6. ‘Wildtimes’ Derrick May MayDay mix – De-lite
Derrick May, one of the fathers of Techno did such a profoundly epic job of remixing this track, it’s virtually unrecognisable until the very end. He created hugely powerful and futuristic techno soundscapes that were destined to be played at huge venues such as the Warehouse parties or the Hacienda nightclub. The throbbing pulsating bassline seemed to swell up and down cavernous spaces consuming anyone caught in its path.
7. ‘Dirty Cash’ – Stevie V
There aren’t any bad mixes of this – it’s such a good record – but it’s the Dime and Dollar mix that really matters on this track. A light hearted acid bassline trickling throughout the track carries the bulk of the record but it’s those infectious vocal melodies that really make this tune what it is. Made at a time when House and rap collided, whilst it is not really a Hip-house record it ticked all the boxes and was a massive smash at the all the big Northern raves.
8. ‘Pacific State’ – 808 State
Written by Mancunian Acid House royalty 808 State, this monumental record caused a seismic shift in the scene on its release. It proved that Acid House can be sophisticated whilst still maintaining its roots in the underground and have a certain jazz edge with the classic saxophone line performed live by Graham Massey.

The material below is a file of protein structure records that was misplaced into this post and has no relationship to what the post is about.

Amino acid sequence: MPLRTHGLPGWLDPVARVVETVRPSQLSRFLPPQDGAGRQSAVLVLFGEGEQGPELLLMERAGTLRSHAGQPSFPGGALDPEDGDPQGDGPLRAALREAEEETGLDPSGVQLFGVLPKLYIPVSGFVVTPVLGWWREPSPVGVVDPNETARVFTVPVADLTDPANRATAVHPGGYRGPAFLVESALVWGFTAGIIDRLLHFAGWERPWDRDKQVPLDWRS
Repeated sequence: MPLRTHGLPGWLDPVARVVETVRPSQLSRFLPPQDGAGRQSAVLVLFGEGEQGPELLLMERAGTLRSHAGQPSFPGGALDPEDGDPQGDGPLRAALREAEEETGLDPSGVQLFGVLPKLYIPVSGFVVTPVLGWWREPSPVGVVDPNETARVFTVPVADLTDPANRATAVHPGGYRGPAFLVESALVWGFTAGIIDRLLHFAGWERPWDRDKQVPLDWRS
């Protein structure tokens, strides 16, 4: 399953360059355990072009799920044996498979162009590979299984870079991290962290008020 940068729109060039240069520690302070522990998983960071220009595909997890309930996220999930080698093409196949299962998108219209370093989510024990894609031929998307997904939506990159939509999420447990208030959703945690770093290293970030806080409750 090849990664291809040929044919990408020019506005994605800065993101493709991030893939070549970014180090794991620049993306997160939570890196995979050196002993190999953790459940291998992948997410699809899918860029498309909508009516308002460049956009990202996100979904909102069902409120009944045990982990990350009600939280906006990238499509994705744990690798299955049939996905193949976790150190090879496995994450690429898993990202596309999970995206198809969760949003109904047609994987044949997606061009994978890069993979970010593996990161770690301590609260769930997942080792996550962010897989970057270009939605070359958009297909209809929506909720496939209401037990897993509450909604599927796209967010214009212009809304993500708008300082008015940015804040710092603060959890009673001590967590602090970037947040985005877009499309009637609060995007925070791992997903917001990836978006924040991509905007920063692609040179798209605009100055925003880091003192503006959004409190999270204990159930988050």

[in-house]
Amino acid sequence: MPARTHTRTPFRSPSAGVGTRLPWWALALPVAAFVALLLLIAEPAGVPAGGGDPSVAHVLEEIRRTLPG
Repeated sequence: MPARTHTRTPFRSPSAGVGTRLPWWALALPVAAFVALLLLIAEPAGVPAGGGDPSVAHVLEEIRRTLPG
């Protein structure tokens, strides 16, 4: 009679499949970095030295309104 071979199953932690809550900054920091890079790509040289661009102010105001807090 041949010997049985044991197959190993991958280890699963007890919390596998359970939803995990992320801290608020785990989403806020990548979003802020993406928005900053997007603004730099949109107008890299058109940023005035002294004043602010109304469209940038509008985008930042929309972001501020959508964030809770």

9. ‘Voodoo Ray’ – A Guy Called Gerald
Written at a time when House music was dominated by the distinctive squelch of the TB-303, this Acid House classic took things a step further by adding a sense of mystery and most importantly those haunting vocals. The stories surrounding why some of the samples are cut short on this track are now a part of dance music folklore but the final resulting sound was no compromise on the dancefloors of the Acid House clubs where it was played.
10. ‘Future FJP’ – Liason D
A record of epic proportions, it begins as it means to go on. Boasting an introduction that very few records can compare to. Its clicky synths and unusual arrangement caused quite a stir whenever it was it played in 1990. It made the incredibly unusual move for House music to start playing its drum section without the bass drum and this just added to its originality and in turn, the effect it had on the dancefloor was greatly magnified.
Suddi ‘303’ Raval curates Classical Uproar, a unique evening of house music reinterpreted in classical style with a 25 piece orchestra and Live Guests, Alison Limerick, Luke Neptune and Bekka Nightgeist on Friday 25th August 2017 at The Church and Friary of St Francis (Gorton Monastery Manchester), Gorton Lane, Manchester, M12 5WF. Conducted by Simon Robertshaw (BBC Philharmonic Orchestra), the event will also feature DJ sets from Phil Rose (Jaegerossa/Northern Edits), Mark XTC and Richard Moonboots & Jason Boardman (Aficionado Records).
To buy tickets for this event please visit the events page: Classical Uproar tickets from Skiddle.